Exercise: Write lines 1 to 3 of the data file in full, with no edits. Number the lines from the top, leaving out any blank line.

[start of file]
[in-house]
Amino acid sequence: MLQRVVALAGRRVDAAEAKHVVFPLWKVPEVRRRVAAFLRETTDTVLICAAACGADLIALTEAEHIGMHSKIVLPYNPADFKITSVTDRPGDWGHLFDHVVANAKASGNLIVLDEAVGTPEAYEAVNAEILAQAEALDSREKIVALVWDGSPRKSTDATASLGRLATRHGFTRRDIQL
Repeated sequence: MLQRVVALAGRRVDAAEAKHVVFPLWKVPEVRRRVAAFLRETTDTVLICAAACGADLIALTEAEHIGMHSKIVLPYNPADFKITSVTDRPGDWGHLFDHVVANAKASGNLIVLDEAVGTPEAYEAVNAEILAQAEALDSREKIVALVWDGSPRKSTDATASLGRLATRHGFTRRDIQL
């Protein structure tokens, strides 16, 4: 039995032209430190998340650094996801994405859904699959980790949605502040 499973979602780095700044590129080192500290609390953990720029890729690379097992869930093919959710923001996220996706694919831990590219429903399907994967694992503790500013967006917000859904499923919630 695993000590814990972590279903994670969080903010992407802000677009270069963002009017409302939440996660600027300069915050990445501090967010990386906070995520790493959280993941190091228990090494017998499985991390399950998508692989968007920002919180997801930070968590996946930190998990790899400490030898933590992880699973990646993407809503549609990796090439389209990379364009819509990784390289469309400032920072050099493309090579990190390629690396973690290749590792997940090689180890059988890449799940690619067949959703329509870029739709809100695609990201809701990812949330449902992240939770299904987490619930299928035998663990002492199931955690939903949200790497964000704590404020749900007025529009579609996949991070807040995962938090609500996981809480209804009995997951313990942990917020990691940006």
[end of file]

[in-house]
Amino acid sequence: MLQRVVALAGRRVDAAEAKHVVFPLWKVPEVRRRVAAFLRETTDTVLICAAACGADLIALTEAEHIGMHSKIVLPYNPADFKITSVTDRPGDWGHLFDHVVANAKASGNLIVLDEAVGTPEAYEAVNAEILAQAEALDSREKIVALVWDGSPRKSTDATASLGRLATRHGFTRRDIQL
Repeated sequence: MLQRVVALAGRRVDAAEAKHVVFPLWKVPEVRRRVAAFLRETTDTVLICAAACGADLIALTEAEHIGMHSKIVLPYNPADFKITSVTDRPGDWGHLFDHVVANAKASGNLIVLDEAVGTPEAYEAVNAEILAQAEALDSREKIVALVWDGSPRKSTDATASLGRLATRHGFTRRDIQL